Tony G as for the mouth uclers.

swilling with salt water will help them go away quicker.

but taking the amino acid Lysine will help your ulcers/caneker sours stay in remission. 

take it 1000mg at a time with each meal and 3 or 4 days they will mostly go away especially if you use the salt water method with the lysine.

you can take lysine ahead of an outbreak too to keep them at bay.

***this is not medical advice but I hope it is helpful. I only know it helped me.

I used to take Lysine but don't need it much anymore these days.

your arginine/lysine balance is out of wack.  You can google it.

oh . . the red sauce (tomatoes) you described is exactly what caused my mouth to be sore/raw right before an out brake.  I usually could take them for a a week until they went away on their own unless they got on my tongue and then only eating one side was more than I could bare and out would come the lysine and salt water. . .  Until I learned to take it (lysine) to keep them at bay and my lysine/arginine ratios  in balance.

again I hope this is helpful.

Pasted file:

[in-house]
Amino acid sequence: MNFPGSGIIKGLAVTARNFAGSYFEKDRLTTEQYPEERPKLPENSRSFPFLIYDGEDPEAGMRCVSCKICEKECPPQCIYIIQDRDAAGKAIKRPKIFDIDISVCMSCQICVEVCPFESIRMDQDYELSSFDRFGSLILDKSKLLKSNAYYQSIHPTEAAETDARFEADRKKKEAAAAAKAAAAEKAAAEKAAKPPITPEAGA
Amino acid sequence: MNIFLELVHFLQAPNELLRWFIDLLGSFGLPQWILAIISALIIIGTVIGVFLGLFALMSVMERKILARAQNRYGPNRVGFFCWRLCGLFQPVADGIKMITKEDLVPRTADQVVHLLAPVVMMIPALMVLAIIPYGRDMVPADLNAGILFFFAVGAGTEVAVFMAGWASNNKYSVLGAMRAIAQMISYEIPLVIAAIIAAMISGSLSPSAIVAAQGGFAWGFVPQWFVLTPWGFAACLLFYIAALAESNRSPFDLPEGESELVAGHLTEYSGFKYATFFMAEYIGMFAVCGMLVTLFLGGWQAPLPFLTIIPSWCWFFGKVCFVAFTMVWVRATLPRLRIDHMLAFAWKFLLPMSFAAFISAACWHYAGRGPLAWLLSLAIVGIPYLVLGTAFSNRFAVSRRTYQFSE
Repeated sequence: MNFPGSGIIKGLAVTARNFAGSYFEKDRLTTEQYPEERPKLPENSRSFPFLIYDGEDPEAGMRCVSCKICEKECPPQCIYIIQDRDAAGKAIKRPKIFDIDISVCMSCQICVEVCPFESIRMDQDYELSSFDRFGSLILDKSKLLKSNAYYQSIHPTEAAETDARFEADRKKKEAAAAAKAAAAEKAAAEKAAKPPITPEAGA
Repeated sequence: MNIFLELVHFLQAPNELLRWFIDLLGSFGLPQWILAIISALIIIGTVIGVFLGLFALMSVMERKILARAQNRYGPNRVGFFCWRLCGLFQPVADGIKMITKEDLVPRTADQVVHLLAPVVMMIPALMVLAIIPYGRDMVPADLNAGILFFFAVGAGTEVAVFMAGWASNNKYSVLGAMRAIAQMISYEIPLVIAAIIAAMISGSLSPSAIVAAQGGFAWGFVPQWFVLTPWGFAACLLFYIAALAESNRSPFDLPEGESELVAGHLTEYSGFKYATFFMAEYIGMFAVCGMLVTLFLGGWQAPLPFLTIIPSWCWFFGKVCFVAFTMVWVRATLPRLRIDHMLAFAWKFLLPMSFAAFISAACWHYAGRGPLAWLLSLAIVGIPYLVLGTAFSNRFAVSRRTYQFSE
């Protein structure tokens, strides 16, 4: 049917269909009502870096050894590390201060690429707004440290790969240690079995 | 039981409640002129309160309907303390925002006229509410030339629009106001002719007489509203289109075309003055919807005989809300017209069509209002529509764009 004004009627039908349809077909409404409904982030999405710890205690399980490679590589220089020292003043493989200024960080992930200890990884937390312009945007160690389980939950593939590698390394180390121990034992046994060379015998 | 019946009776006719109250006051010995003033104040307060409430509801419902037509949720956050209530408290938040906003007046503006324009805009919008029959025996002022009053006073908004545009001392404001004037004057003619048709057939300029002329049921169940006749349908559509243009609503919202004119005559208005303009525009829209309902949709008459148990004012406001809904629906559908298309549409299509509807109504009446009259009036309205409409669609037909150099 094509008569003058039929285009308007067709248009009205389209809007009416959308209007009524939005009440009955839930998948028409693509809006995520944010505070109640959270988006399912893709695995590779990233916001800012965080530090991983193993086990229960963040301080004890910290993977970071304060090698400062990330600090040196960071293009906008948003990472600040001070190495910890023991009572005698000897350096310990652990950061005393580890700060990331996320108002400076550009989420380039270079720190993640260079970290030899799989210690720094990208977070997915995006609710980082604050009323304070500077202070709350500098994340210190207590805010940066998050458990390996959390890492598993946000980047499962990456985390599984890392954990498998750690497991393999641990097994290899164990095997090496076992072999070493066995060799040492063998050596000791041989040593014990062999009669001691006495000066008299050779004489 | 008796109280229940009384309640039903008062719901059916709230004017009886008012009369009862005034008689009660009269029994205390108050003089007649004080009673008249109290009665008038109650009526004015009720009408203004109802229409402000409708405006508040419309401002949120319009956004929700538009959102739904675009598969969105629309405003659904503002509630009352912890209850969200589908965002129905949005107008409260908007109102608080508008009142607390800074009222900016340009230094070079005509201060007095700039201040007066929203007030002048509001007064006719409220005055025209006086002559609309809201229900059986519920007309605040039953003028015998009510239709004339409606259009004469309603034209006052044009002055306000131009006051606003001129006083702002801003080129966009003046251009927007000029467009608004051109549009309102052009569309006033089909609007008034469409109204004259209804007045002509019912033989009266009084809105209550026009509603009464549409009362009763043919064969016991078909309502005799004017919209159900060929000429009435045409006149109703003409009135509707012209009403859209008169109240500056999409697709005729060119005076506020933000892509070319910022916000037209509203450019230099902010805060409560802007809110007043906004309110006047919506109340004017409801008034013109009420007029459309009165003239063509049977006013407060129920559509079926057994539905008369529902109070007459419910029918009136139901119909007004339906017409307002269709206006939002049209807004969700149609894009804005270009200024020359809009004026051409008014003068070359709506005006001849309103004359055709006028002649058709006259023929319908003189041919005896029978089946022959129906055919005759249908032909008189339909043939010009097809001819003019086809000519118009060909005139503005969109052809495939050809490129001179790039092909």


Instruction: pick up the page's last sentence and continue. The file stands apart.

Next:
posterboy,

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Good point, Posterboy about the lag time between research and findings becoming common knowledge in the medical community.

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Hi TonyG,

Check out the info at the vitamin D council site.  They ran tests on various vitamin D pills.  They are not all the same.  Also, oily fish is a good natural source of vitamin D.

https://www.vitamindcouncil.org/about-vitamin-d/

 

Edited by GFinDC

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Another possibility for the mouth sores would be GERD.  Celiac and GERD often go hand-in-hand.  There is a mistaken belief that heartburn is the most common manifestation of GERD, but that is not necessarily so.  It is possible to have "silent reflux" or "respiratory reflux" where the acid actually invades your mouth and sinuses and this can cause mouth sores.  An excellent book on the subject is "Dr. Koufman's Acid Reflux Diet" by Dr. Jamie Koufman.  It was recommended to me by the nutritionist at my gastroenterologist's office and I've found it very helpful in explaining symptoms that were difficult to diagnose and in offering dietary modifications that I have found far more effective than medications.